‘Don’t be soft’ - The importance of empathy in effective leadership

Posted in : HR Updates on 4 December 2018
Claire McKee
Clarendon Executive
Issues covered:

The notion of empathy as a soft and non-essential skill is being increasingly challenged and is a much overlooked trait in leadership. Campaigners, such as Belinda Parmar, founder and CEO of Lady Geek, argue it should be seen as a ‘commercial tool that can be deployed in all aspects of business’ and, far from being ‘soft’, empathy is in fact critical for competent leadership.

In this article, Claire McKee from Clarendon Executive considers the meaning of empathy in a business leadership context, whether it’s a skill that can be learned, and offers some tips for developing it.

The Oxford Dictionary defines empathy as the ‘ability to understand and share the feelings of another.’ In a corporate environment, where empathy is sometimes confused with ‘being nice’, it might best be described as a neutral gathering tool used to create an environment of open communication, trust and effective feedback within the workplace. Leaders with empathy can influence, inspire, engage and help people achieve their true potential.

Empathy deficit

A Yougov survey published in October 2018 found that 51% of people think empathy has declined over the last year, compared with only 12% who think it has increased. It is a view supported by psychologists, who warn the world is in the midst of an empathy crisis.

It is no surprise then that this modern world empathy deficit has filtered into our working lives and is at risk of deepening with the growing prominence of technology and artificial intelligence, increased mobility of young workers and continued focus on profitability and the bottom line. As such it is predicted that, in tandem with these workplace shifts, empathy will rise through the ranks to become recognised in the future as one of the most sought after and powerful skills in a leader’s arsenal.

Leading with empathy

The higher performing team member who has recently become disengaged may not be as disinterested as you might first think - question are there any other pressures outside of work that may be affecting their focus? Is there anything you might be able to do to help or support?

Consider and recognise the pressure that caring for an elderly parent, after a fall, adds to the workload of a recently appointed manager or the ‘transition period’ that a newly appointed Head of Finance is going through after being promoted over colleagues.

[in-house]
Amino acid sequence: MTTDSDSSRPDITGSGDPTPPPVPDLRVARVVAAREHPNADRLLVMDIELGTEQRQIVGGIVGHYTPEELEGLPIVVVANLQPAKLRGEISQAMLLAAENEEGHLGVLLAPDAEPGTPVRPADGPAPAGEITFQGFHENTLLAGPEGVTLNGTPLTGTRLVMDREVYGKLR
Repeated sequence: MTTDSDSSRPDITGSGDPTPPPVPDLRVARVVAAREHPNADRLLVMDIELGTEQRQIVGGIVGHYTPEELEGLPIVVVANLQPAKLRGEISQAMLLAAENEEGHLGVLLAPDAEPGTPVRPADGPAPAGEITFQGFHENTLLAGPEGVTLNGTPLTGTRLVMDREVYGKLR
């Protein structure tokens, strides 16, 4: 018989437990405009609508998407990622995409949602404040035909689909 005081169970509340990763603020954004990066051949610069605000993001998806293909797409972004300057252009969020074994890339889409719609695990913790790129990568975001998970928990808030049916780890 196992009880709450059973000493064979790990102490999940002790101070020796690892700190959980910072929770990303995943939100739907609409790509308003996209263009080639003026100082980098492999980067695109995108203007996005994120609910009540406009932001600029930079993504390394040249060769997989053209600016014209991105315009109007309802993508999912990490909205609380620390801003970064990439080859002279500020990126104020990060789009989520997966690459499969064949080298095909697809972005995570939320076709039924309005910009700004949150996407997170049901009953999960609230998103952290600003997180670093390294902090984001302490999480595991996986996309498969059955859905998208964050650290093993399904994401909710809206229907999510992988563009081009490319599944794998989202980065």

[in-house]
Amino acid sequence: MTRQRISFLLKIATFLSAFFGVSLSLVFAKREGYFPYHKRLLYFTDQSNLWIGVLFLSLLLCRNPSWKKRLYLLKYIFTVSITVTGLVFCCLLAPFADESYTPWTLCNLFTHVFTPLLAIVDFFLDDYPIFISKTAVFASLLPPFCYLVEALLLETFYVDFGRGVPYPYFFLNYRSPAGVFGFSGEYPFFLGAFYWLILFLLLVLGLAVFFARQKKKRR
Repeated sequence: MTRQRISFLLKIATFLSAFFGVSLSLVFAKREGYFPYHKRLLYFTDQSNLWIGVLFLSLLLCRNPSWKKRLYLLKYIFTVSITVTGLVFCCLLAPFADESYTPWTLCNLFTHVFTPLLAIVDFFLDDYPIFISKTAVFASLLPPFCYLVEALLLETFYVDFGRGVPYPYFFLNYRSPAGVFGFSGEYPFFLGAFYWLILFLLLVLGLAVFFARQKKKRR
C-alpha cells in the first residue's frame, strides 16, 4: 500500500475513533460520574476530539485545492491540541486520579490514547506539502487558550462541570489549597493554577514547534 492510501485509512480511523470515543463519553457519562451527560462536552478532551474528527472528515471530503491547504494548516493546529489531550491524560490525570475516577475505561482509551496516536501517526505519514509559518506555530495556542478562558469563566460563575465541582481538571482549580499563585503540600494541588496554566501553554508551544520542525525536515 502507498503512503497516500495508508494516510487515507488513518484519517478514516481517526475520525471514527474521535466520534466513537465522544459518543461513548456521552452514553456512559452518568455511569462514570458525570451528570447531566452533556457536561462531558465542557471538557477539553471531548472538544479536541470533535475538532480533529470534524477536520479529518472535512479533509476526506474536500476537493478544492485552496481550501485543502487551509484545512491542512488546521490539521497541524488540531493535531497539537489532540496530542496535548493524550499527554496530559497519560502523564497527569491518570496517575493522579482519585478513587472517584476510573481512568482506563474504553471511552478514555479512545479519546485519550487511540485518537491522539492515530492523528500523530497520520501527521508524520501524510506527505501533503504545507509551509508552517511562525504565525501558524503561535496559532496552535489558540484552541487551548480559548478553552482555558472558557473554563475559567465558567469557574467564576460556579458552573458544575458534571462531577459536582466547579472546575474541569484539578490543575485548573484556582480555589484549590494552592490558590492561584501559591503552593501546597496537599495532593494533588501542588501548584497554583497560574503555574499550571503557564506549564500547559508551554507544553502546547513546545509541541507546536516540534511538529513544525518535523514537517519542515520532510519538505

Empathetic leaders will attract the best people and create an environment in which they can develop their skills and potential. It would also seem that leaders who value and exemplify empathy within their companies and teams find that it helps fuel happiness, satisfaction and, ultimately, productivity in the workplace.

Indeed, findings from the Harvard Business Review’s ‘empathy index’ revealed that the 10 most empathetic companies outperformed their less empathetic peers, increasing in value more than twice as much as those at the bottom of the index, and generating 50 per cent more earnings defined by market capitalisation, from one year to the next.

Can empathy be learned?

Some leaders have natural levels of emotional intelligence and empathy but many do not. Fortunately, it is now widely accepted that almost anyone can learn to develop empathy. It is however not a skill that can be learned from reading a textbook or attending a seminar, it takes practice and reflection. Developing empathy requires self-awareness, self-management, patience, endurance and continued practice over time, requiring commitment on the part of the practitioner.

Top tips for developing empathy in your leadership style

  • Listen – truly listen to people, remember the names of their family and events that are important to them. Pay attention to others’ body language, the non-verbal to the tone of their voice, to the hidden emotions behind what they are saying to you, and to the context. Remember that empathy is about awareness of other people’s feelings not your own.
  • Be present – don’t be distracted when people seek your input or attention. Set down your phone, ignore your email, listen and engage.
  • Encourage input from others – involve team members and seek out their views. Even if they aren’t prepared to speak up in a group situation their contribution is equally important.
  • Give genuine recognition and praise – pay attention to what people are doing and catch them doing the right things. When you give praise, spend a little effort to make your genuine words memorable: “You are an asset to this team because….”; “I would have missed this if you hadn’t picked it up.”
  • Be authentic – whatever you do be genuine and be interested.
  • Volunteer – offering your services for free via pro bono work, or volunteering in the local community in a sector entirely unrelated to your career, helps forge connections, cultivates empathy and help builds teamwork.
This article is correct at 04/12/2018

The information in this article is provided as part of Legal-Island's Employment Law Hub. We regret we are not able to respond to requests for specific legal or HR queries and recommend that professional advice is obtained before relying on information supplied anywhere within this article.

Claire McKee
Clarendon Executive

The main content of this article was provided by Claire McKee. Contact telephone number is 028 9072 5750 or email claire.mckee@clarendonexecutive.com

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